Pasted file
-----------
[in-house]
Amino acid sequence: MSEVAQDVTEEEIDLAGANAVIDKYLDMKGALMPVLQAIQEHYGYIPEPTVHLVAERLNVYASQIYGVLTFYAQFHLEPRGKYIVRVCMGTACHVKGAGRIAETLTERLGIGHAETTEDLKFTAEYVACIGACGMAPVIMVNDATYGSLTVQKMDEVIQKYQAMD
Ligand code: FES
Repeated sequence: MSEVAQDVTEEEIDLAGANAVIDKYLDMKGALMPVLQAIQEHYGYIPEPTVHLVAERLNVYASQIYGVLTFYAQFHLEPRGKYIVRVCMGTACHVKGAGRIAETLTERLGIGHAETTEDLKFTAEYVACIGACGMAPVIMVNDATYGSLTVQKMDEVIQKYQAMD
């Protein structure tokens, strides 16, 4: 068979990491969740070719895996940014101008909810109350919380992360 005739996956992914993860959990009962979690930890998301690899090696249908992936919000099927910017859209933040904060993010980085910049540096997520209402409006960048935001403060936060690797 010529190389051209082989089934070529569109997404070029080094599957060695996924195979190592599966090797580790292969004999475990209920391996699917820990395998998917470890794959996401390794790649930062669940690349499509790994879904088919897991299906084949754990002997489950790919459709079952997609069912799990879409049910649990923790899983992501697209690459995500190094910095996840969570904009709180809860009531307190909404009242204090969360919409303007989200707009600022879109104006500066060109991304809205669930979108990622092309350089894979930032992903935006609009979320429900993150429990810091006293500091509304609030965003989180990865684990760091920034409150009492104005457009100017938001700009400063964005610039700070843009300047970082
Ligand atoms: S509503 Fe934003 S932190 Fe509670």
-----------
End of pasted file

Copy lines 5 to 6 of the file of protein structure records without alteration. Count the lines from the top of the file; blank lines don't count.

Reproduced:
């Protein structure tokens, strides 16, 4: 068979990491969740070719895996940014101008909810109350919380992360 005739996956992914993860959990009962979690930890998301690899090696249908992936919000099927910017859209933040904060993010980085910049540096997520209402409006960048935001403060936060690797 010529190389051209082989089934070529569109997404070029080094599957060695996924195979190592599966090797580790292969004999475990209920391996699917820990395998998917470890794959996401390794790649930062669940690349499509790994879904088919897991299906084949754990002997489950790919459709079952997609069912799990879409049910649990923790899983992501697209690459995500190094910095996840969570904009709180809860009531307190909404009242204090969360919409303007989200707009600022879109104006500066060109991304809205669930979108990622092309350089894979930032992903935006609009979320429900993150429990810091006293500091509304609030965003989180990865684990760091920034409150009492104005457009100017938001700009400063964005610039700070843009300047970082
Ligand atoms: S509503 Fe934003 S932190 Fe509670």